The themes in Going Postal are very interesting?
They?ve very contemporary. I?m with Terry on his views about the post office. I still write letters, but nobody answers them of course ? that would mean writing on a piece of paper, signing it, sticking it in an envelope, finding a stamp. That?s all too much for modern life, but I still do it and I don?t mind if I don?t get replies. I write a lot by hand, I type sometimes and I have an assistant who sometimes types for me. My wife and I wrote many, many letters to each other over 40 years, when either of us was on tour or filming something, and I published my lot of letters. They are your immediate reaction and the idea is to get them off as quickly as possible. They were what you were thinking at the time and you can?t alter them. That?s the central theme of Going Postal, I think. It makes you go ?Do we really love emails and texting?? I do a bit of texting; I have a son who loves it so I text him a lot. The thing that really gets my goat about the death of letter writing is greeting cards shops. You can now get a card for every message under the sun for anybody you like without ever having to put pen to paper. It?s appalling. ?Sorry I couldn?t be with you on Tuesday? ? you can get a card for that without having to write it yourself. Well, you might have to write in ?Tuesday?. Sadly all you get through the letterbox now is charity applications and credit card offers.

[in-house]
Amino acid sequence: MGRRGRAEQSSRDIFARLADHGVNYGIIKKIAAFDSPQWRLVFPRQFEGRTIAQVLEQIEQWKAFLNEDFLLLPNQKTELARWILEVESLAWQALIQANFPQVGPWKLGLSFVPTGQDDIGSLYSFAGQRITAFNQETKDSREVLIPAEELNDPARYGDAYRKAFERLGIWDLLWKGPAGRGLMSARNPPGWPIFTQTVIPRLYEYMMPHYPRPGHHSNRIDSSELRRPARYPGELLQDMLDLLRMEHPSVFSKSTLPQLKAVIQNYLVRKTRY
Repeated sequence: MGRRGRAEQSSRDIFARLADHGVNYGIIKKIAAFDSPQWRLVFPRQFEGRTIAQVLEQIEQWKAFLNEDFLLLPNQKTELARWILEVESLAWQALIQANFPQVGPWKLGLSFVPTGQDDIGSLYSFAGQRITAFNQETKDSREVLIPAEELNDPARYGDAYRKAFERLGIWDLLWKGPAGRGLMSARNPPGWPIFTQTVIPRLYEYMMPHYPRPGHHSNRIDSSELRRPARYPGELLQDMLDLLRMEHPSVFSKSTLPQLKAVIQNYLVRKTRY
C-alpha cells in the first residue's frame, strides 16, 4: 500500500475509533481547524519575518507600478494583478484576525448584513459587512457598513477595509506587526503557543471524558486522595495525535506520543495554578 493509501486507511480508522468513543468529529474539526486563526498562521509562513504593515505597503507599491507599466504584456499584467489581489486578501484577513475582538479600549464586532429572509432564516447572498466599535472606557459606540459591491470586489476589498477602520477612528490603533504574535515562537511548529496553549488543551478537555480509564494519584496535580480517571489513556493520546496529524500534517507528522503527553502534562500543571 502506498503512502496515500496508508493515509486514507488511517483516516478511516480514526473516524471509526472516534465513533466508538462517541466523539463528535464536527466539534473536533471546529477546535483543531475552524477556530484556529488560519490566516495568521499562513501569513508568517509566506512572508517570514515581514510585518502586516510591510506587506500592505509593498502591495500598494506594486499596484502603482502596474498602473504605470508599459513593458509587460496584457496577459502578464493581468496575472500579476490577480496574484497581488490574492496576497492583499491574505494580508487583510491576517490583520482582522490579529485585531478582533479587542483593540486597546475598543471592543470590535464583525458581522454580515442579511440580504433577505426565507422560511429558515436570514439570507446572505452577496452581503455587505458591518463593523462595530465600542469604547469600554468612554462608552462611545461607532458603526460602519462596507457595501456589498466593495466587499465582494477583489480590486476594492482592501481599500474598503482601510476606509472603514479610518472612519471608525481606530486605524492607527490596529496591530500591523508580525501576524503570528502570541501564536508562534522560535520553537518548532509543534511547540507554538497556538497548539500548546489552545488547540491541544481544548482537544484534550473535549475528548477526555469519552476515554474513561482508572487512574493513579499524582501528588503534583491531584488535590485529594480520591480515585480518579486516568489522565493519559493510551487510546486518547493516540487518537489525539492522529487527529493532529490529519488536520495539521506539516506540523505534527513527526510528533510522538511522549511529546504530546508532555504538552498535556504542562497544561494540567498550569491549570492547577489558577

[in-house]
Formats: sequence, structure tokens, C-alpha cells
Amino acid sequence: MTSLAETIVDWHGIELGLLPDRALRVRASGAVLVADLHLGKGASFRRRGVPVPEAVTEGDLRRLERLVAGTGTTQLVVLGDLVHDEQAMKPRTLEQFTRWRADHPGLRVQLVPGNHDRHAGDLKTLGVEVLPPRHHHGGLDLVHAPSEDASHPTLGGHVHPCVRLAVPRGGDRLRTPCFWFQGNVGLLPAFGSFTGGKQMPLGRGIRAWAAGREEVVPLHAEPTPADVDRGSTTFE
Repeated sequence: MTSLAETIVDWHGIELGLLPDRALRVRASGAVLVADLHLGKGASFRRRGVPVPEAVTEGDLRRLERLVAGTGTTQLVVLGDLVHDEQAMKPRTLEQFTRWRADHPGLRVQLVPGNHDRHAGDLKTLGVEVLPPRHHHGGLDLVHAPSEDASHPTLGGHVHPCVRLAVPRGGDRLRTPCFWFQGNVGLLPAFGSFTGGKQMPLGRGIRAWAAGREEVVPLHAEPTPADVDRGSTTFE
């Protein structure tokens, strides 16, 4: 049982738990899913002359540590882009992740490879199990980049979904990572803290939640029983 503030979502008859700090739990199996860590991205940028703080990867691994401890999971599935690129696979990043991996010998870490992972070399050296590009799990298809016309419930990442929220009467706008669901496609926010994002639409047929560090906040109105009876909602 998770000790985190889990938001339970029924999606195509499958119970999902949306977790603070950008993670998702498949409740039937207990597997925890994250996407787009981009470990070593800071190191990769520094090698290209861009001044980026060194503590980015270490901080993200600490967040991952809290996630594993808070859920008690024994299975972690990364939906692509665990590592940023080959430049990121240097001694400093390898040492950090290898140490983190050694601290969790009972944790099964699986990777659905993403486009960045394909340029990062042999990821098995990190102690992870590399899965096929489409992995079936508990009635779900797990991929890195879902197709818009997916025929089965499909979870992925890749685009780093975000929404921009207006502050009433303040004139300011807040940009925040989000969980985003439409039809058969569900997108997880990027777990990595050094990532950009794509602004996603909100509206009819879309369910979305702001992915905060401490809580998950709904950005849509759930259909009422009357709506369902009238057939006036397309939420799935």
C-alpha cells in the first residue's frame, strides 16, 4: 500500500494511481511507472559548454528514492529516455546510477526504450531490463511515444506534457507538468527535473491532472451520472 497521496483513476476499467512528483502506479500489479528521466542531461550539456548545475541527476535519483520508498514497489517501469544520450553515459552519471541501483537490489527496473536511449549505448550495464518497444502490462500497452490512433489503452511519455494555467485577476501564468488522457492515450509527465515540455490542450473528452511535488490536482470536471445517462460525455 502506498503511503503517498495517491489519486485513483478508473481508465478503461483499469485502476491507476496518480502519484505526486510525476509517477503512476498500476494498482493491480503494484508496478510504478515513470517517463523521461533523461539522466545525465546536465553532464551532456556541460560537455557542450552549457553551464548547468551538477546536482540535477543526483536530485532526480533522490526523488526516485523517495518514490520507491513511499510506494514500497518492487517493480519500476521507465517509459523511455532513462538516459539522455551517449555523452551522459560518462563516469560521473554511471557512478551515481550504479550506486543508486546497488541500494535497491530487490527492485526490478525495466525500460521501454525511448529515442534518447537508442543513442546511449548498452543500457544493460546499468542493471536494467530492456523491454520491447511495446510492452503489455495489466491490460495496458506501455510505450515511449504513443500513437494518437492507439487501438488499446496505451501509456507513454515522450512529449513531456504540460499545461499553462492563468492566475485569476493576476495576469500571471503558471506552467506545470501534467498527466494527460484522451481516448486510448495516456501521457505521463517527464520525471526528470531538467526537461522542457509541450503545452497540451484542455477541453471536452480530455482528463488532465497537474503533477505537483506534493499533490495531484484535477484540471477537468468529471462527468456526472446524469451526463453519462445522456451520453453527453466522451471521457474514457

It?s interesting it?s being made by Sky rather than a film studio?
I do think this would do very well in cinemas, but cinema is such a polarised business now. You have reasonable-budget films being made about human beings and human situations, relationships and emotions, but they don?t get much in the way of distribution. Or you make your mega, mega CGI picture which costs god knows what and recoups god knows what across the world because you can play it in countries where they don?t want dialogue. They?re like two different industries.